Hard Hat Stats: Some bad habits we’ve gotten ourselves into (Part 1)

Random thoughts on questionable thinking, habits and practice in marketing research. I’m tongue-in-cheek in places but this is meant to be serious.

  1. Thinking that Statistical Science is mainly math and programming.  Or even worse, little more than point-and-click software like Word.
  2. Sweatshop statistics…cranking out zillions of models in mechanical fashion with only cursory checking and little effort to see if they make sense.  Caveat Emptor.
  3. Performing sophisticated modeling without first clarifying the objectives of the research.  This is potentially very costly and “no time” is no excuse.
  4. Diving into advanced analytics…and then realizing that we don’t have the data we need because of sloppy research design.  Sophisticated analytics usually works best when designed into the research.
  5. Asking consumers questions regarding their purchase behavior that are so detailed that no human could be expected to answer them accurately…and then claiming that survey research “doesn’t work.”
  6. Asking respondents to rate long lists of values, attitudes and lifestyle statements (“psychographics”) that make little sense to most people and are unrelated to past, current or future consumer behavior…and then claiming that survey research “doesn’t work.”
  7. Reporting that adding a slew of independent variables to a regression model “increased the R square by 25%” (for example.)  Adding just one predictor will nearly always increase the model R square, and the adjusted R square, which adjusts for model complexity, is usually more meaningful.  Secondly, R square is a proportion, so was this 25% meant to imply an increase of .25 to .50, for example, or a less spectacular improvement of, say, .25 to .31?
  8. Not considering how response patterns in survey research differ by national culture.  A 50% top 2 box score might be pretty good in some countries but pretty lousy in others.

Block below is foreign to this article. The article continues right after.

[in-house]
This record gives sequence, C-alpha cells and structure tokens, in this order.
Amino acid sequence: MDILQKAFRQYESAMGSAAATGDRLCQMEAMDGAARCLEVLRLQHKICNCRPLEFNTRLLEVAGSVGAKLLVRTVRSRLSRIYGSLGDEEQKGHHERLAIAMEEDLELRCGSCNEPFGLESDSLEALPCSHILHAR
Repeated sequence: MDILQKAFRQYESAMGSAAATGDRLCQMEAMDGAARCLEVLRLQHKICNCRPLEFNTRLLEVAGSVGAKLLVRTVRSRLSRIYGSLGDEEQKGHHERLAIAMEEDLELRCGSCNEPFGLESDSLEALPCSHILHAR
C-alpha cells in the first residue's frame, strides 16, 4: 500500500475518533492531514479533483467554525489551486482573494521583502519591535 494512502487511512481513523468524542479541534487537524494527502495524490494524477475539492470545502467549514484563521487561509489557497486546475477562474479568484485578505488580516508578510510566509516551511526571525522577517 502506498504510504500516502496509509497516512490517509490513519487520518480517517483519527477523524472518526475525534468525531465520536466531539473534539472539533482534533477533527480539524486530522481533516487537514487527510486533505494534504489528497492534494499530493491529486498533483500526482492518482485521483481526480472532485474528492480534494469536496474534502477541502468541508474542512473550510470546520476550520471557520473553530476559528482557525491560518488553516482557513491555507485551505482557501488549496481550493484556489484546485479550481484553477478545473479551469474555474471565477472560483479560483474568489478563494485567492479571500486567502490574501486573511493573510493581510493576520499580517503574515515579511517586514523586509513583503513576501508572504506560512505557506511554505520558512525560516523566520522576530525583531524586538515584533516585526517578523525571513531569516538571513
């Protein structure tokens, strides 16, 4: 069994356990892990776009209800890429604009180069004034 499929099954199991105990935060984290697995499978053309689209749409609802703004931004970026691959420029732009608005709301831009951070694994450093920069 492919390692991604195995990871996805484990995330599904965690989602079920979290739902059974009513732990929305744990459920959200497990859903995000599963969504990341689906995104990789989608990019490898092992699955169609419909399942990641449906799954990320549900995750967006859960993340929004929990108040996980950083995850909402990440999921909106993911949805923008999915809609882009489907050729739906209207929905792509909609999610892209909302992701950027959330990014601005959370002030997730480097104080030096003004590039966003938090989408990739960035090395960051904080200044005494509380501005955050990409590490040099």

9. Mixing apples and oranges, e.g. “Age has more impact on purchase frequency than gender.” Does this mean that including age in a model improves model fit more than adding gender does?  If so, then we should say so.
  10. Reporting standardized regression coefficients for dummy variables.  It’s hard to think of a case where interpreting a proportion in terms of standardized units is meaningful.  More to the point, we aren’t truly standardizing since the variance of a proportion decreases as you move away from .5 towards 1 or 0.
  11. Interviewing a small slice of consumers based on preconceptions – not evidence – that they are “the target.”  This runs up costs and can produce results that seriously mislead decision makers.
  12. Not creating standard questions and questionnaire templates for studies that will be repeated frequently in the future.  Constantly re-inventing the wheel is inefficient and leads to inconsistent quality.
  13. Saying “correlation is not causation” without knowing what this actually means.
  14. Ignoring results we don’t like.
  15. Saying “We already knew this!” when we like the results.

We’re all guilty of at least some of the above some of the time…

Here’s the link to Part 2 and Part 3 of the series.

I’m not a university professor – just a lunch pail guy – but I hope you’ve found this useful. I’m sometimes honored and flattered to be asked for career advice. The best I can do is quote one of my own mentors, David McCallum: “Be a jack of all trades and a master of at least two.”

Kevin Gray is President of Cannon Gray, a marketing science and analytics company.



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